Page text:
Friends, when logging on this morning, I was delighted to find a new game had dropped. Sega Genesis Classics of course. While I might not have had the same memories of the Sega Genesis as the Retroist. I was lucky enough though to have a friend that owned one. On the Diary podcasts I have commented on this in fact. My friend absolutely was devoted to Sega and I had everything Nintendo. Between the two we naturally had all our bases covered in regards to gaming. At that time. However I am planning on picking up Sega Genesis Classics later today.
Why? Memories of course. So many memories of weekends spent trying to complete Sonic the Hedgehog or Gain Ground. Or playing the likes of Flicky before I had any clue that it was in fact an arcade game. Or the nostalgia of those long heady evenings past, laughing at the antics of ToeJam & Earl.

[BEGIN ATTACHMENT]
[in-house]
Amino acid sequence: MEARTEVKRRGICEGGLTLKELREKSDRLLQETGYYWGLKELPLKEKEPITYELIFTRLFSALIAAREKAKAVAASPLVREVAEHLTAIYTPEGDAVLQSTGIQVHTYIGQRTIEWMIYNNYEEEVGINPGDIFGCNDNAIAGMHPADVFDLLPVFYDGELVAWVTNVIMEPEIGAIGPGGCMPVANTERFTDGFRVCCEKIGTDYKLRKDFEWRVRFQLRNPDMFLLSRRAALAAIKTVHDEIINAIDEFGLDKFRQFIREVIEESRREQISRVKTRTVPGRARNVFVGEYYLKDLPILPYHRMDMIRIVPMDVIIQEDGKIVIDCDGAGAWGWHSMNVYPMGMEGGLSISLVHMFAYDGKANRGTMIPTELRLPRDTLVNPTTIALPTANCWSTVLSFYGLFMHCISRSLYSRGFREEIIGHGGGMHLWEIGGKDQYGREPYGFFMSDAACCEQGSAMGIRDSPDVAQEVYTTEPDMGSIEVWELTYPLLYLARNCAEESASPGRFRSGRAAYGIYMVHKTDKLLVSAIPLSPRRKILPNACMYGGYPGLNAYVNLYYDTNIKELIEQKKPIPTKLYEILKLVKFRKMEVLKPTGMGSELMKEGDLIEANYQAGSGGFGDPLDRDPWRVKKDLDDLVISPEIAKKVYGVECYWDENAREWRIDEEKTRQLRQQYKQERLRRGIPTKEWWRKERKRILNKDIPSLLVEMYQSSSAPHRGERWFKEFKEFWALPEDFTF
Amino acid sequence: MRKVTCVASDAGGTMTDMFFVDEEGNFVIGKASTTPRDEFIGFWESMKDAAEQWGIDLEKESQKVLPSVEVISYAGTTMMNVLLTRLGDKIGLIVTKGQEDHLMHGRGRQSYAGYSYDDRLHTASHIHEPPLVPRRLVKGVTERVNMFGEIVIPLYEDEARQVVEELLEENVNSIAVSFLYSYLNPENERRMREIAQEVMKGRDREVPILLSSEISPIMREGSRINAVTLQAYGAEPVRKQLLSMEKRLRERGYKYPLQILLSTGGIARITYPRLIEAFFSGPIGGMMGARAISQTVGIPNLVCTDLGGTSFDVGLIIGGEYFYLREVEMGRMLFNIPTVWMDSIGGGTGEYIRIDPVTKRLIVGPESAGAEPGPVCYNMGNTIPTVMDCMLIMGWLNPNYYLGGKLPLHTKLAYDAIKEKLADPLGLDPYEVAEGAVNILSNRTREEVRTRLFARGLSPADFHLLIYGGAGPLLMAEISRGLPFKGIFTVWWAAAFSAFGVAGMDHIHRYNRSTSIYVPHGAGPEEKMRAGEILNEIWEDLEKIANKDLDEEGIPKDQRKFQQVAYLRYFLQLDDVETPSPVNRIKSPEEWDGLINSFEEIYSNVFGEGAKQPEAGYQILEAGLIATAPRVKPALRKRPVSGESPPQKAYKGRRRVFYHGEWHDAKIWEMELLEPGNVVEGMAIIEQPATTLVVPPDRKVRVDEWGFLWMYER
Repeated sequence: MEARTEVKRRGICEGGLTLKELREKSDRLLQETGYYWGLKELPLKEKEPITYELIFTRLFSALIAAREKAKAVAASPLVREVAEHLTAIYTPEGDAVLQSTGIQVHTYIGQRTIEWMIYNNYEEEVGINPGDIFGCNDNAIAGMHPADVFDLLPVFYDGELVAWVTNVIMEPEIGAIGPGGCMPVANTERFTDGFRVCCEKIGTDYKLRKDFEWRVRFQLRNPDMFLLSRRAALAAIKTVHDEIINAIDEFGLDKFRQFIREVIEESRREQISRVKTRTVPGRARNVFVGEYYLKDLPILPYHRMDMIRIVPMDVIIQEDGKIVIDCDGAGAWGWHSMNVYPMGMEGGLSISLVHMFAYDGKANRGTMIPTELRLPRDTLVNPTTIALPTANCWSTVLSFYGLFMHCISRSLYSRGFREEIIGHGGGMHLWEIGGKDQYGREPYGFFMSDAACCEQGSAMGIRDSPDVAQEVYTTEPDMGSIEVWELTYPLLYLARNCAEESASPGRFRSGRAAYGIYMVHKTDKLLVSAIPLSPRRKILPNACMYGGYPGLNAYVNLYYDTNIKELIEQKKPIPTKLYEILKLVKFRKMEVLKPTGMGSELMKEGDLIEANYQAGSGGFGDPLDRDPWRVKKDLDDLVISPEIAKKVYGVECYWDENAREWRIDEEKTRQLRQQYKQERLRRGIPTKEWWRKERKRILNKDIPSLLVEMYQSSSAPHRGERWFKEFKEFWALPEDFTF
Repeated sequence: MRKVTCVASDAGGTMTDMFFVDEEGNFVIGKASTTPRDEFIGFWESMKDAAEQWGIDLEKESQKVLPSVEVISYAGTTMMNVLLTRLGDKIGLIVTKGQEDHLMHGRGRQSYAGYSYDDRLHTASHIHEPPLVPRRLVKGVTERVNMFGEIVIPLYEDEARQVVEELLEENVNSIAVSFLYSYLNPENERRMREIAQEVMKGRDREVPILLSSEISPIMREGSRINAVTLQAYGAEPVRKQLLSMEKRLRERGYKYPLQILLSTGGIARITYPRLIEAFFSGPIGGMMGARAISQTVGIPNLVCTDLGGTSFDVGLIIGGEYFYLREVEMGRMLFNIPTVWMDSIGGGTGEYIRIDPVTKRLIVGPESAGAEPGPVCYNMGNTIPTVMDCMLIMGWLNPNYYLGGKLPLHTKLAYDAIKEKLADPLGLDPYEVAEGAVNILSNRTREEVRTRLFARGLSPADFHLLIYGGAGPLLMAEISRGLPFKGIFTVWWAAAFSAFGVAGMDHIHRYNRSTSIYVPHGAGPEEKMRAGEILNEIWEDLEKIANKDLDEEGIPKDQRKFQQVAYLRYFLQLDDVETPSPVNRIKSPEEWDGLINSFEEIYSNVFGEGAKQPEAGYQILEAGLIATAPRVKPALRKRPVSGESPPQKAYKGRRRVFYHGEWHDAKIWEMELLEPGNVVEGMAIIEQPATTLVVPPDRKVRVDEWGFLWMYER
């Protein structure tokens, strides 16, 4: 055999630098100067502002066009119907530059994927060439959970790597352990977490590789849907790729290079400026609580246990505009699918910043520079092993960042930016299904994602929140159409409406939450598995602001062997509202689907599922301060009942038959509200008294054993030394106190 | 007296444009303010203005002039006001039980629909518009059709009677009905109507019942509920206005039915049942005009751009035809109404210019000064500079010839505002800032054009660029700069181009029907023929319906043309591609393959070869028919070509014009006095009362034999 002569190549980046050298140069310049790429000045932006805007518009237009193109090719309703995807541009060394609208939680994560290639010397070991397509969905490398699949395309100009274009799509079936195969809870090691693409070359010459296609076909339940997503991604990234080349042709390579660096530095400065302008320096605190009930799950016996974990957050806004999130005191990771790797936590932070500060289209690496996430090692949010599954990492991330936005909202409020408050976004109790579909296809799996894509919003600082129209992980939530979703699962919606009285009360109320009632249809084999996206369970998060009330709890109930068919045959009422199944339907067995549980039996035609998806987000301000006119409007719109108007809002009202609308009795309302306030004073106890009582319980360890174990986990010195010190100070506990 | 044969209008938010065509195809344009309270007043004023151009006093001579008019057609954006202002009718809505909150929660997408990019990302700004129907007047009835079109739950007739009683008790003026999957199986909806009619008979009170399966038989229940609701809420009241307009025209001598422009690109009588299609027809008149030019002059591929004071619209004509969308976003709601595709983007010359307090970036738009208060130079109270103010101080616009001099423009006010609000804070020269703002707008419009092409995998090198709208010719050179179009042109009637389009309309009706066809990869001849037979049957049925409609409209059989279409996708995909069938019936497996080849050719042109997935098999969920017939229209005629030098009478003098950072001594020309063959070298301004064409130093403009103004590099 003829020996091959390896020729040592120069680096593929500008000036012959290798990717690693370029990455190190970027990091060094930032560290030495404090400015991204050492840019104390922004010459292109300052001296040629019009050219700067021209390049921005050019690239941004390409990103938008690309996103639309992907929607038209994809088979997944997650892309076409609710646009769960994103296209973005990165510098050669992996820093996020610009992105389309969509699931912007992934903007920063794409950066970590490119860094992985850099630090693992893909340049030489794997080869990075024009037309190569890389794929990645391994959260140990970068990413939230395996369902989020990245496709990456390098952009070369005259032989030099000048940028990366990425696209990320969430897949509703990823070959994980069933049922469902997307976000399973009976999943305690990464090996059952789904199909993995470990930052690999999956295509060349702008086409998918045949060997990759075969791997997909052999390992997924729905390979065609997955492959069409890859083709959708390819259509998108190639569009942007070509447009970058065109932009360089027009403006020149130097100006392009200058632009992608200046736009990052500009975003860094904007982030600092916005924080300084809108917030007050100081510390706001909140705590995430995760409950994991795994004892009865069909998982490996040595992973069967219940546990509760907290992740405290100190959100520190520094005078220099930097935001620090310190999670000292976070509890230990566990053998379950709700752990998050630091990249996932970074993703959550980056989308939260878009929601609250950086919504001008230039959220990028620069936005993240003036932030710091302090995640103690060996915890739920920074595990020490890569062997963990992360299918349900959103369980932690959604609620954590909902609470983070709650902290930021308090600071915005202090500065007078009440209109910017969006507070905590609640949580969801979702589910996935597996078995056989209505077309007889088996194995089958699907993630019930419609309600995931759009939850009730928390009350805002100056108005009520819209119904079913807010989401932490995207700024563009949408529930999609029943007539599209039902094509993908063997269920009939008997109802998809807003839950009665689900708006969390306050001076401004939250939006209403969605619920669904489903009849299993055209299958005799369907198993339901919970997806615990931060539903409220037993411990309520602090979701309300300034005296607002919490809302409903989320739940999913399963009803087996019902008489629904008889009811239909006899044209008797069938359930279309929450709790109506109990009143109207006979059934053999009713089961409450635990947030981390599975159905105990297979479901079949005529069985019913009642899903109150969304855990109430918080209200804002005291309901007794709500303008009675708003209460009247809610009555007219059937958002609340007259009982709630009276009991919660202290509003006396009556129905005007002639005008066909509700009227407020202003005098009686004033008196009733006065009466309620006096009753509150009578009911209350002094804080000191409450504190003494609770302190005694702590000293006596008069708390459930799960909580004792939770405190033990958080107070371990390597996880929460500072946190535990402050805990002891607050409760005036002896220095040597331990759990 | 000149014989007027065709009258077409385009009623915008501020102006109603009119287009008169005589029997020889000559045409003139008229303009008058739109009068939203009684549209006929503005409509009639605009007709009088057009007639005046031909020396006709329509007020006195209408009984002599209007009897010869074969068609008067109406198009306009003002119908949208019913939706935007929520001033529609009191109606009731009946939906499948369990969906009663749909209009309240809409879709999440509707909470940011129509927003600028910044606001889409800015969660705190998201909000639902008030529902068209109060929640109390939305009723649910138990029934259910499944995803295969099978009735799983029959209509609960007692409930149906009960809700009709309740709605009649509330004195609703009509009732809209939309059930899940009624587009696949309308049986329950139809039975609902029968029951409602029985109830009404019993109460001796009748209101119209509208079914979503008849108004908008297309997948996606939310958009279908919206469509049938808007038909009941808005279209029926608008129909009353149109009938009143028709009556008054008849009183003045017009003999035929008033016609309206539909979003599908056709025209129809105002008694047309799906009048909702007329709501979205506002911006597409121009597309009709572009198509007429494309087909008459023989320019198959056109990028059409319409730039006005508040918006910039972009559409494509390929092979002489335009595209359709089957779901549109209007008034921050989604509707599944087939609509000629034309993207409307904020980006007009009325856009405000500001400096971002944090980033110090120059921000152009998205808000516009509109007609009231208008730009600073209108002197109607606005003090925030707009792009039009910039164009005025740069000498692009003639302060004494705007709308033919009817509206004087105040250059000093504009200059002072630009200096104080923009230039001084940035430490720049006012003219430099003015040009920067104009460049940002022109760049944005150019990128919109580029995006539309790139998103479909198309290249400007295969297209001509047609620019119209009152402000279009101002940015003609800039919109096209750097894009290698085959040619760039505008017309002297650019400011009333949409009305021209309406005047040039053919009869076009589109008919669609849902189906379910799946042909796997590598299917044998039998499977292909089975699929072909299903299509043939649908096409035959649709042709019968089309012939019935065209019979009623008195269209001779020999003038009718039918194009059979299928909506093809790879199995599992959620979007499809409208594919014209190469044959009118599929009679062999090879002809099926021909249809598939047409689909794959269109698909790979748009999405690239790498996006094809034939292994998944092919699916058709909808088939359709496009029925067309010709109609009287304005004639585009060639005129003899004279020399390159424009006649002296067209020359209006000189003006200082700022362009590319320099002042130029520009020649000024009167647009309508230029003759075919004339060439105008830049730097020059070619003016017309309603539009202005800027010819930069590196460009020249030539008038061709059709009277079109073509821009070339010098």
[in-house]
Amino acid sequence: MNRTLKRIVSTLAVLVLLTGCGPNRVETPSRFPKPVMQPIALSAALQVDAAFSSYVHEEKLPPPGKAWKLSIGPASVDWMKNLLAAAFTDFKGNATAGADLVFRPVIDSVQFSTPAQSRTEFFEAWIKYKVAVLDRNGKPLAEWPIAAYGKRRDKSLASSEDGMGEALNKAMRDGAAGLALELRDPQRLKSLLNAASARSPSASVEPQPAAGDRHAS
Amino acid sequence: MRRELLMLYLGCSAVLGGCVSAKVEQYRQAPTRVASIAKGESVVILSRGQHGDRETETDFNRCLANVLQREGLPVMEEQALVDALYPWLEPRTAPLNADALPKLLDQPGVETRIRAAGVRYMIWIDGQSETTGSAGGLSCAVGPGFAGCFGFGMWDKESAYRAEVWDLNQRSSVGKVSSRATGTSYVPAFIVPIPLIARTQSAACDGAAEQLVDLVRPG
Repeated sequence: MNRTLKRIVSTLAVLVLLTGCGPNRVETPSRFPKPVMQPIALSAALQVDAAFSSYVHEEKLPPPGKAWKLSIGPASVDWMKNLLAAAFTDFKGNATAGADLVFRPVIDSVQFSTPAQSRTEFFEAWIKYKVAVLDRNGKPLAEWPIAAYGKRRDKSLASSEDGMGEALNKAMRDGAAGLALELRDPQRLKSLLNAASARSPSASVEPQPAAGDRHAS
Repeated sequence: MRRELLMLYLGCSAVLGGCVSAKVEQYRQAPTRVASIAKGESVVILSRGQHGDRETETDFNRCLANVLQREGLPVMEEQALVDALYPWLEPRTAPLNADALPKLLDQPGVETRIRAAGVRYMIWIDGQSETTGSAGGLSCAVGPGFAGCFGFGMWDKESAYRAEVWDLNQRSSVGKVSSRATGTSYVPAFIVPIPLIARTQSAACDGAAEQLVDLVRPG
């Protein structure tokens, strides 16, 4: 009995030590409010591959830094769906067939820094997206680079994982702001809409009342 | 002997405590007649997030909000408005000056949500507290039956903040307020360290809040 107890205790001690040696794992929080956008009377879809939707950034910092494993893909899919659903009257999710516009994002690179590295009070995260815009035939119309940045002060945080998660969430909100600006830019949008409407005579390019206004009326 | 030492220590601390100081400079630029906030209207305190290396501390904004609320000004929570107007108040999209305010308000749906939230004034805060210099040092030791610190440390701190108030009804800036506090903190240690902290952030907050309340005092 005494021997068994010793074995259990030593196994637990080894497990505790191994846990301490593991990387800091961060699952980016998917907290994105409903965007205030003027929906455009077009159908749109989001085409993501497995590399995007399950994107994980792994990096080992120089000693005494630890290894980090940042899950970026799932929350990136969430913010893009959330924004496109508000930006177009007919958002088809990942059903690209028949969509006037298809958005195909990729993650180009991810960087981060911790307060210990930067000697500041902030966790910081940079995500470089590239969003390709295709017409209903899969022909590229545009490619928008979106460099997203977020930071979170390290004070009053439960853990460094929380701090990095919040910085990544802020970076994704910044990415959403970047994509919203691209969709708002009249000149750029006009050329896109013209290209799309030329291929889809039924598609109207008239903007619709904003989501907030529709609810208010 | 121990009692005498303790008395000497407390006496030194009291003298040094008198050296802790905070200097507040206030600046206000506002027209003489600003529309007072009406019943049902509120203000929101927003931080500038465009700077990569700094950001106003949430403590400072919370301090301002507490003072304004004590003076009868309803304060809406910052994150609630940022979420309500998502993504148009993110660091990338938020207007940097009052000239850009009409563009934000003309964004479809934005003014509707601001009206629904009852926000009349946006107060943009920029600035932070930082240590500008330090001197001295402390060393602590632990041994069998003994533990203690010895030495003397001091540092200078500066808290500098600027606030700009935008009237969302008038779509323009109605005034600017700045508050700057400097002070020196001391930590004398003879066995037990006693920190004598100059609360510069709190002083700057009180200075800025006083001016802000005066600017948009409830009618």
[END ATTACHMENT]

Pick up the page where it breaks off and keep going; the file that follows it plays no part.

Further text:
To be honest I wish they could have included a few of my favorite titles on the Sega Genesis Classics collection. Although having said that, friends, I know licensing issues would be a nightmare. Imagine that collection that also included Spider-Man, Dick Tracy, Phantom 2040 as well as The Adventures of Batman and Robin!
What games do they have you might ask? Well, for a mere $29.99 you can nab these 50 titles:
This latest Sega collection will offer trophies and achievements to boot. As it has of course been released for the PS4, Xbox One, and Steam platforms. Shockingly it hasn’t been made available on the Nintendo Switch…oh…wait. This looks to be nothing new. By the way, there are some other features you classic gamers might find of interest.